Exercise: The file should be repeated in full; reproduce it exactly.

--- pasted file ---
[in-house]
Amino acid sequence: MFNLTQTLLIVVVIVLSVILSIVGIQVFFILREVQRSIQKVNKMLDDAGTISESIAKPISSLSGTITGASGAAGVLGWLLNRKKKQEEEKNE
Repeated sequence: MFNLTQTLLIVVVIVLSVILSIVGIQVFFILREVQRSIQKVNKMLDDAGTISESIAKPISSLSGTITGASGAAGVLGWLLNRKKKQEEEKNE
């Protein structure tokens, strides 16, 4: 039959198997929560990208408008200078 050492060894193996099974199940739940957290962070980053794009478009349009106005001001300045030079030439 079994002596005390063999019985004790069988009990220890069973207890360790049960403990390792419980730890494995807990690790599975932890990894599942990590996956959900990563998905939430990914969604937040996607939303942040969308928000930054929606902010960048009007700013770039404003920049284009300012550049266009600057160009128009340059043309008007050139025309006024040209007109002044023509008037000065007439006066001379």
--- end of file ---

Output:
[in-house]
Amino acid sequence: MFNLTQTLLIVVVIVLSVILSIVGIQVFFILREVQRSIQKVNKMLDDAGTISESIAKPISSLSGTITGASGAAGVLGWLLNRKKKQEEEKNE
Repeated sequence: MFNLTQTLLIVVVIVLSVILSIVGIQVFFILREVQRSIQKVNKMLDDAGTISESIAKPISSLSGTITGASGAAGVLGWLLNRKKKQEEEKNE
């Protein structure tokens, strides 16, 4: 039959198997929560990208408008200078 050492060894193996099974199940739940957290962070980053794009478009349009106005001001300045030079030439 079994002596005390063999019985004790069988009990220890069973207890360790049960403990390792419980730890494995807990690790599975932890990894599942990590996956959900990563998905939430990914969604937040996607939303942040969308928000930054929606902010960048009007700013770039404003920049284009300012550049266009600057160009128009340059043309008007050139025309006024040209007109002044023509008037000065007439006066001379």